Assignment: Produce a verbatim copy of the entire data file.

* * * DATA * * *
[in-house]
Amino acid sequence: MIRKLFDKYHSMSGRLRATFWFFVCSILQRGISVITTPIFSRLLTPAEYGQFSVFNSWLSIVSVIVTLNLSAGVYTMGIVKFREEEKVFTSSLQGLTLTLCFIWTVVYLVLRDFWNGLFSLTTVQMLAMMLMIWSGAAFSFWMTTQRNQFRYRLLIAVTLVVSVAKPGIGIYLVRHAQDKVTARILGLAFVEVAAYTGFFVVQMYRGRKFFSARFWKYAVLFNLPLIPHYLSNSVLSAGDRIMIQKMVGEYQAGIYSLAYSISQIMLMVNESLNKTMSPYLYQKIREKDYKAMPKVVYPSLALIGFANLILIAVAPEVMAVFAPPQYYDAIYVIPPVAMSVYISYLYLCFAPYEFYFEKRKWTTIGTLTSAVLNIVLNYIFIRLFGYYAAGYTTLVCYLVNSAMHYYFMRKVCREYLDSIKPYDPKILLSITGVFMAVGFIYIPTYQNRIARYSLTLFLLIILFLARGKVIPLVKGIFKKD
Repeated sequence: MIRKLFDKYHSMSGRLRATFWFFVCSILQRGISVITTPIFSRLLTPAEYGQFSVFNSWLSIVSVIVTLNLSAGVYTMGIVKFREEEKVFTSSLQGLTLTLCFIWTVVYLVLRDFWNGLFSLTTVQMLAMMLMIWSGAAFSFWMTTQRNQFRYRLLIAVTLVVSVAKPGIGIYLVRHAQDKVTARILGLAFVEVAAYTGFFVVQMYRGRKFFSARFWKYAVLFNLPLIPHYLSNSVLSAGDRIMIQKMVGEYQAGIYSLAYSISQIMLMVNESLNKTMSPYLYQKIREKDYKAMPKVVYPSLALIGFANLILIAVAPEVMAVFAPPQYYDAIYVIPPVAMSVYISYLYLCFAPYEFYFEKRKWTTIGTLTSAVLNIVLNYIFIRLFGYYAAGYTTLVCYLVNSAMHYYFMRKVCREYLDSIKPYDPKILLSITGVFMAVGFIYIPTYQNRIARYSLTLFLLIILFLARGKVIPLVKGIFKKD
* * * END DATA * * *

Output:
[in-house]
Amino acid sequence: MIRKLFDKYHSMSGRLRATFWFFVCSILQRGISVITTPIFSRLLTPAEYGQFSVFNSWLSIVSVIVTLNLSAGVYTMGIVKFREEEKVFTSSLQGLTLTLCFIWTVVYLVLRDFWNGLFSLTTVQMLAMMLMIWSGAAFSFWMTTQRNQFRYRLLIAVTLVVSVAKPGIGIYLVRHAQDKVTARILGLAFVEVAAYTGFFVVQMYRGRKFFSARFWKYAVLFNLPLIPHYLSNSVLSAGDRIMIQKMVGEYQAGIYSLAYSISQIMLMVNESLNKTMSPYLYQKIREKDYKAMPKVVYPSLALIGFANLILIAVAPEVMAVFAPPQYYDAIYVIPPVAMSVYISYLYLCFAPYEFYFEKRKWTTIGTLTSAVLNIVLNYIFIRLFGYYAAGYTTLVCYLVNSAMHYYFMRKVCREYLDSIKPYDPKILLSITGVFMAVGFIYIPTYQNRIARYSLTLFLLIILFLARGKVIPLVKGIFKKD
Repeated sequence: MIRKLFDKYHSMSGRLRATFWFFVCSILQRGISVITTPIFSRLLTPAEYGQFSVFNSWLSIVSVIVTLNLSAGVYTMGIVKFREEEKVFTSSLQGLTLTLCFIWTVVYLVLRDFWNGLFSLTTVQMLAMMLMIWSGAAFSFWMTTQRNQFRYRLLIAVTLVVSVAKPGIGIYLVRHAQDKVTARILGLAFVEVAAYTGFFVVQMYRGRKFFSARFWKYAVLFNLPLIPHYLSNSVLSAGDRIMIQKMVGEYQAGIYSLAYSISQIMLMVNESLNKTMSPYLYQKIREKDYKAMPKVVYPSLALIGFANLILIAVAPEVMAVFAPPQYYDAIYVIPPVAMSVYISYLYLCFAPYEFYFEKRKWTTIGTLTSAVLNIVLNYIFIRLFGYYAAGYTTLVCYLVNSAMHYYFMRKVCREYLDSIKPYDPKILLSITGVFMAVGFIYIPTYQNRIARYSLTLFLLIILFLARGKVIPLVKGIFKKD